With 224mg of potassium per 100ml, coconut water has more potassium than two bananas and 15 times the amount found in the equivalent volume of most sports and energy drinks. This makes it a natural electrolyte drink, three times more hydrating than water. The same property makes coconut water highly effective as a hangover cure as well. Coconut water also contains sodium, phosphorous, calcium and magnesium and 76% of the RDA of vitamin C, per 100ml.

Although people in the tropics have consumed coconut water for centuries, until very recently it was considered a waste product in the coconut-harvesting business. It oxidizes quickly, but advances in packaging such as the aseptic TetraPak made it technologically feasible to package and distribute fresh coconut water.

In 1999 it appeared on the Brazilian market, and by 2002 had become the second-most highly consumed beverage in the country, after orange juice. Nowadays, it has become so common across Brazil that some McDonalds serve a private-label brand of coconut water.

“It’s a model for what we can imagine in the US some day,” said Emilie Veloso, president of Los Angeles-based ONE. “We think it will become a billion-dollar industry in the US  like cranberry juice.”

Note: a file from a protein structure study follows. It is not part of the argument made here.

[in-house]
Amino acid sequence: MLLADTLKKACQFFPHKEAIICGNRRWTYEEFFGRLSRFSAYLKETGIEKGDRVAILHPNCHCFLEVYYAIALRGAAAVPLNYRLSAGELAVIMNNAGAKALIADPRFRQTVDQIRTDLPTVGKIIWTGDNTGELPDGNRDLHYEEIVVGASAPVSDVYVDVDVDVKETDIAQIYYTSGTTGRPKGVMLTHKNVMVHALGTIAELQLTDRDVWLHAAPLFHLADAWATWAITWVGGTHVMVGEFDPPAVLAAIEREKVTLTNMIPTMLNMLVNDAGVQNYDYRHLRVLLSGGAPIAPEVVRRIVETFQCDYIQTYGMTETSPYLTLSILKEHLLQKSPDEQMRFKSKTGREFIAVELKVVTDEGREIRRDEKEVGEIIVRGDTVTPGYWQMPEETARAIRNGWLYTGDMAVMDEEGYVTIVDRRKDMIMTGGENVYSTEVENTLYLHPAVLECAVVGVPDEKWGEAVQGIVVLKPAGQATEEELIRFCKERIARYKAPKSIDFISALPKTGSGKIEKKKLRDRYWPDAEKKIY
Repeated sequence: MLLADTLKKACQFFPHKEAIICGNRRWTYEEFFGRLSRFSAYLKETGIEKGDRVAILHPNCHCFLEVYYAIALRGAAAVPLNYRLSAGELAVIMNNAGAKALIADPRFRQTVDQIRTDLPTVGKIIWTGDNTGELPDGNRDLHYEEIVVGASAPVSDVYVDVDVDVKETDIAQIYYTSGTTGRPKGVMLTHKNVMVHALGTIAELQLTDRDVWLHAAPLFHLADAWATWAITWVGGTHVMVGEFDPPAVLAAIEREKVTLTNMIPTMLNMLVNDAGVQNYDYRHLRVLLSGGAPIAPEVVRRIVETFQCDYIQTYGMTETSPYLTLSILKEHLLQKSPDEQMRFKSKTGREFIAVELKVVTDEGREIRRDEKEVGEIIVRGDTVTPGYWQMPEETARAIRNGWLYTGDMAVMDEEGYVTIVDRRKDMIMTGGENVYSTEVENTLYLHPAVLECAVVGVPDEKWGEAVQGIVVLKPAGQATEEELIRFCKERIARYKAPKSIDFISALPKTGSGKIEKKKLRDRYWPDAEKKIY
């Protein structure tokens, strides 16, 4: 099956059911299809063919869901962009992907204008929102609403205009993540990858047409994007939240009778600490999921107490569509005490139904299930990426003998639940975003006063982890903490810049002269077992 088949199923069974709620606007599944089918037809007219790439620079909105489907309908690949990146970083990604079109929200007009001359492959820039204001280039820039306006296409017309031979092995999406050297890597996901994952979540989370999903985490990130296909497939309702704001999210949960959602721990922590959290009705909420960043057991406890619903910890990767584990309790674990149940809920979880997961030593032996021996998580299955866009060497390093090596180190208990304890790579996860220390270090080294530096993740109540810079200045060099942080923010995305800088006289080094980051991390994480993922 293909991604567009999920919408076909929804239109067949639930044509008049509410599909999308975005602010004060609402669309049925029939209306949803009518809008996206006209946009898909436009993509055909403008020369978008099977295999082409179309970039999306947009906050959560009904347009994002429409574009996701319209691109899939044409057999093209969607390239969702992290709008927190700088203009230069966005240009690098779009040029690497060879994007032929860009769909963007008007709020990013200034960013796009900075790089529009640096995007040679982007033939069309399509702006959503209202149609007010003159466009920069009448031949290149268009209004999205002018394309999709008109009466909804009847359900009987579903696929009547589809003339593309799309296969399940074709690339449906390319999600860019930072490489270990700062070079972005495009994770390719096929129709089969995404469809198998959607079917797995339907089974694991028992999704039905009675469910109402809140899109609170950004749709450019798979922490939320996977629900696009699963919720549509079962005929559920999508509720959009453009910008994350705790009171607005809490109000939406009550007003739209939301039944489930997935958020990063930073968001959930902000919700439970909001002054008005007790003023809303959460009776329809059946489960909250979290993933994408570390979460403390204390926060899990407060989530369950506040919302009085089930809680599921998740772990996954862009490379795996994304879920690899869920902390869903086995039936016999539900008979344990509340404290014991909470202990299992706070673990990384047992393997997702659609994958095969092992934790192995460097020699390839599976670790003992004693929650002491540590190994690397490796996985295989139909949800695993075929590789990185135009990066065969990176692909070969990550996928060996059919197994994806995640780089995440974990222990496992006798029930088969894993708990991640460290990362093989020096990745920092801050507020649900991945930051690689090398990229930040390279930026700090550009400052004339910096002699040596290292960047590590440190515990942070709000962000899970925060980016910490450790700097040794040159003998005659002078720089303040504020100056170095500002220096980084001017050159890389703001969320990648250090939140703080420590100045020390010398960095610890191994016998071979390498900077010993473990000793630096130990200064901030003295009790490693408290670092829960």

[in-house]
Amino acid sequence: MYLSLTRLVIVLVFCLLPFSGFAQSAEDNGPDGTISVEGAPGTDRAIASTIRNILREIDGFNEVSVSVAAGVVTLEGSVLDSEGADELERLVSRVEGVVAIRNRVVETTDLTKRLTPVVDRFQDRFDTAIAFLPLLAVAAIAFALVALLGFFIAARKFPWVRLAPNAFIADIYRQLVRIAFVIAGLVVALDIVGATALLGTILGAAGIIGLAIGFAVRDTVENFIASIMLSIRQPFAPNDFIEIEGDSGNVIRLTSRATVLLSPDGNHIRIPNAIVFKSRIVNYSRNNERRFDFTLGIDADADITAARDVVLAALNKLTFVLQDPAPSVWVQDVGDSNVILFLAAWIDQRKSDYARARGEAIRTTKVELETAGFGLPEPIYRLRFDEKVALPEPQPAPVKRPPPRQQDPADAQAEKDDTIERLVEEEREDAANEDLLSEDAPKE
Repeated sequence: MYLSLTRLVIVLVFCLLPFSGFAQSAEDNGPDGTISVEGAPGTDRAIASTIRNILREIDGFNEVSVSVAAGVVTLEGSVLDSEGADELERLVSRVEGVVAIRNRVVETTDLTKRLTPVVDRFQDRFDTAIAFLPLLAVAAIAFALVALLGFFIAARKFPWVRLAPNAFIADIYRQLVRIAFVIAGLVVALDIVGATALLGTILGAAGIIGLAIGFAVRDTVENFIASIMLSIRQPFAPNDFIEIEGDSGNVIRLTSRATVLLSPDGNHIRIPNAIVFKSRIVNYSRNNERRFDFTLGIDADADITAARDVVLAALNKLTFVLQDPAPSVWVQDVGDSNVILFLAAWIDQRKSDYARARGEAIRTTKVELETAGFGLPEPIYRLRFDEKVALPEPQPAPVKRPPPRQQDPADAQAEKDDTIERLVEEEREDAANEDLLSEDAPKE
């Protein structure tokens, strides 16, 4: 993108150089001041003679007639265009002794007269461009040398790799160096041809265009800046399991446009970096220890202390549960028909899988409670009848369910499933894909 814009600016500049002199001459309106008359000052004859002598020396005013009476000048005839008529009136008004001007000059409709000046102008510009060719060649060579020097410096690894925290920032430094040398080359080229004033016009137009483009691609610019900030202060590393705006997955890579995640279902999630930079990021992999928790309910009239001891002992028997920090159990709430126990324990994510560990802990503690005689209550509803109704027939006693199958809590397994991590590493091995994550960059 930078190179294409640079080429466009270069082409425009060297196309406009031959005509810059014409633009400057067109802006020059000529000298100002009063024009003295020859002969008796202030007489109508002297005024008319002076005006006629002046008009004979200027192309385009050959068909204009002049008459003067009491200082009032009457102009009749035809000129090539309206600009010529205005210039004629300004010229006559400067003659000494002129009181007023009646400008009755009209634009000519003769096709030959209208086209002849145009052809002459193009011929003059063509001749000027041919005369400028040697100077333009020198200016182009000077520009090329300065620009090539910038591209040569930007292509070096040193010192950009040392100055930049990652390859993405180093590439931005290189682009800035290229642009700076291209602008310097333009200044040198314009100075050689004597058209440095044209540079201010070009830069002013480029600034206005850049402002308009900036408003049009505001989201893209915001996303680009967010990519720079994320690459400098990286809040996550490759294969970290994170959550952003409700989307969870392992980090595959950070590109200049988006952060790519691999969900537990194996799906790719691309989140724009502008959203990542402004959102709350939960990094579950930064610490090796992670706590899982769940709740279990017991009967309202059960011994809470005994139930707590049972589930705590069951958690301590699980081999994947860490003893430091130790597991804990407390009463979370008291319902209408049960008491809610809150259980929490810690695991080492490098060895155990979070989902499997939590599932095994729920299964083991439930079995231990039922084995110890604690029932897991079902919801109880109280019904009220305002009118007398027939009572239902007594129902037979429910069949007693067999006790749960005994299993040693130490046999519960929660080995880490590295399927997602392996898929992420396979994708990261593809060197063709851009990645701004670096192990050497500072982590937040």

Coconut water is already big on both coasts, said Arthur Gallego, a spokesman for All Market. It’s a matter of bringing the rest of America on board.

Here’s a breakdown of the approaches and accomplishments of each of the three major U.S. brands so far:

Vita Coco: Marketed by New York-based All Market, Vita Coco was the first US brand of coconut water, launched in 2005, and already has about 60% of the market nationally, the company said. It was founded by two friends who met a couple of Brazilian women in a New York bar and heard all about coconut water.

Not surprisingly for a brand founded and centered in the media capital of the world, All Market has cultivated a lifestyle positioning for the brand, touting high-profile customers such as Madonna and actress Teri Hatcher. “We’ve become very popular with celebrities,” Gallego said. “Our popularity has grown organically that way; we’ve never advertised.”

Vita Coco, Gallego continued, has become sort of an insider thing. “The brand is sort of quirky and offbeat, the way people ages 18 to 29 connect to it. We’ve even done mystery shopping in the beverage aisle and if people are drinking Vita Coco, we ask why. They’ll always say something like it’s their secret weapon, or a hangover cure. But it always feels like something that’s not being forced on them.”

Pirko, the consultant, endorsed this approach by Vita Coco and said that this broad lifestyle positioning has been one important reason for its quick success. “There’s the most foot traffic in the lifestyle business compared with other major types of better-for-you positioning, such as sports drinks.”